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Donka Farkas: Canonical and non-canonical speech acts
November 20, 2020 @ 1:20 pm | Virtual Event
The Department of Linguistics is pleased to present Donka Farkas speaking on Canonical and non-canonical speech acts.
Zoom Information will be emailed on Thursday, November 19, 2020.
The general issue addressed in this talk is how best to characterize canonical and non-canonical speech acts. The framework I will use is rooted in Farkas and Bruce (2010) and Farkas and Roelofsen (2017). The speech acts I concentrate on are assertions and questions.
The first part of the talk focuses on canonical assertions and questions. Pretheoretically, canonical, or typical, assertions are informing speech acts whereby a knowledgeable speaker informs her addressee of the truth of the proposition she expresses. Canonical, or typical, questions request information, i.e., an ignorant speaker requests her addressee to resolve the issue she raises. The question addressed in this part of the talk is why should canonical assertions and questions have these properties? I will attempt to answer it by showing that these properties follow from a context structure view based on Farkas and Bruce (2010) and the basic conventional discourse effects (CDE) declaratives and interrogatives are assigned in Farkas and Roelofsen (2017). CDE are defined as functions from the denotation of sentences and input context structures to output context structures. These functions affect the discourse commitments of the speaker, the conversational table and the future states of the conversation the move projects.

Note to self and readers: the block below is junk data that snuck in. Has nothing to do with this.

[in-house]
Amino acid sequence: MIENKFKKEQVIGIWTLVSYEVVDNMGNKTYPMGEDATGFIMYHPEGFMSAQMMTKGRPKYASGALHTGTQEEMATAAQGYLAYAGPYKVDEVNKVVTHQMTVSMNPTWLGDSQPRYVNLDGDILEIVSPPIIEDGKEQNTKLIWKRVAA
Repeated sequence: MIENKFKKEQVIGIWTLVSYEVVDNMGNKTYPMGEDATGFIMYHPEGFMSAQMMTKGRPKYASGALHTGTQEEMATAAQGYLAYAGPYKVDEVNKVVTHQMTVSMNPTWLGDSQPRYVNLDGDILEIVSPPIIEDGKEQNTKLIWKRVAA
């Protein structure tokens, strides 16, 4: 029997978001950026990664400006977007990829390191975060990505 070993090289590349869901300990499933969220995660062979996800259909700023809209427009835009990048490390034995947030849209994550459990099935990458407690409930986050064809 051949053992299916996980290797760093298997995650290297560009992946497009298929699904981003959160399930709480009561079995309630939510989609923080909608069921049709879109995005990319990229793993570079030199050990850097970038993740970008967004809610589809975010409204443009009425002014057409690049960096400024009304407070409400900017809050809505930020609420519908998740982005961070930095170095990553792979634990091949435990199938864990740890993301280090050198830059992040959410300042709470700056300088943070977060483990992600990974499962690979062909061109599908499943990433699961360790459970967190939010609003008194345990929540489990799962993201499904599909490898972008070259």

The second part of the talk considers ways in which assertions and questions can be non-canonical, i.e., ways in which declaratives and interrogatives can be used in contexts that override the canonical default assumptions discussed in the first part. It will be argued that such non-default cases can be either unmarked (as in the case of `quiz’ questions in English) or marked for various types of particular deviations from the canonical case, such as markers of bias in questions, which signal a departure from the speaker neutrality assumption in questions, or markers of non-categorical commitment, which signal departures from speaker knowledgeability in assertions. It will be argued that a promising way of treating
some of the linguistic means used in non-canonical speech acts is to treat them as force modifiers, i.e. as contributing special CDE, treated formally as functions from contexts C to contexts C’, where C is the result of applying the basic CDE of the sentence to its input context (see Faller, 2002; Murray, 2010).
For questions please email Maria Zimmer.